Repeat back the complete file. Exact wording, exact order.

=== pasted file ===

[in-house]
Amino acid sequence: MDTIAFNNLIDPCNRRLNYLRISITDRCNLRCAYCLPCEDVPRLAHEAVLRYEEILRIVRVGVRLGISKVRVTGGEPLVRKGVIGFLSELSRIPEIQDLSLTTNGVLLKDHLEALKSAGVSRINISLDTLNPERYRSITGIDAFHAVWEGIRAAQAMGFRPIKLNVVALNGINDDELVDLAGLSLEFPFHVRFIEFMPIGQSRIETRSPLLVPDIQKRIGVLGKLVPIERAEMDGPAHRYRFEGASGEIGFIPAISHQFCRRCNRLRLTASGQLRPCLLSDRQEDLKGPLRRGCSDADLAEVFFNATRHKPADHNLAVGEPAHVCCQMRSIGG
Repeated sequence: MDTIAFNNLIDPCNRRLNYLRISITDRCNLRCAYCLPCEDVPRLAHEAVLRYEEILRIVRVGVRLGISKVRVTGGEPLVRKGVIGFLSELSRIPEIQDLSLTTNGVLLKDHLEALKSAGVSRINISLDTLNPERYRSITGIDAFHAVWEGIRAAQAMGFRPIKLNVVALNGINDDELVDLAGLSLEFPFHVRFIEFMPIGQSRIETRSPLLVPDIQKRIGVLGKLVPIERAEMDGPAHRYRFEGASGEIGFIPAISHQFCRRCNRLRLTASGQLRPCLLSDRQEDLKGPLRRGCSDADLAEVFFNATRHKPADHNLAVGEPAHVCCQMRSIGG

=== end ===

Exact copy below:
[in-house]
Amino acid sequence: MDTIAFNNLIDPCNRRLNYLRISITDRCNLRCAYCLPCEDVPRLAHEAVLRYEEILRIVRVGVRLGISKVRVTGGEPLVRKGVIGFLSELSRIPEIQDLSLTTNGVLLKDHLEALKSAGVSRINISLDTLNPERYRSITGIDAFHAVWEGIRAAQAMGFRPIKLNVVALNGINDDELVDLAGLSLEFPFHVRFIEFMPIGQSRIETRSPLLVPDIQKRIGVLGKLVPIERAEMDGPAHRYRFEGASGEIGFIPAISHQFCRRCNRLRLTASGQLRPCLLSDRQEDLKGPLRRGCSDADLAEVFFNATRHKPADHNLAVGEPAHVCCQMRSIGG
Repeated sequence: MDTIAFNNLIDPCNRRLNYLRISITDRCNLRCAYCLPCEDVPRLAHEAVLRYEEILRIVRVGVRLGISKVRVTGGEPLVRKGVIGFLSELSRIPEIQDLSLTTNGVLLKDHLEALKSAGVSRINISLDTLNPERYRSITGIDAFHAVWEGIRAAQAMGFRPIKLNVVALNGINDDELVDLAGLSLEFPFHVRFIEFMPIGQSRIETRSPLLVPDIQKRIGVLGKLVPIERAEMDGPAHRYRFEGASGEIGFIPAISHQFCRRCNRLRLTASGQLRPCLLSDRQEDLKGPLRRGCSDADLAEVFFNATRHKPADHNLAVGEPAHVCCQMRSIGG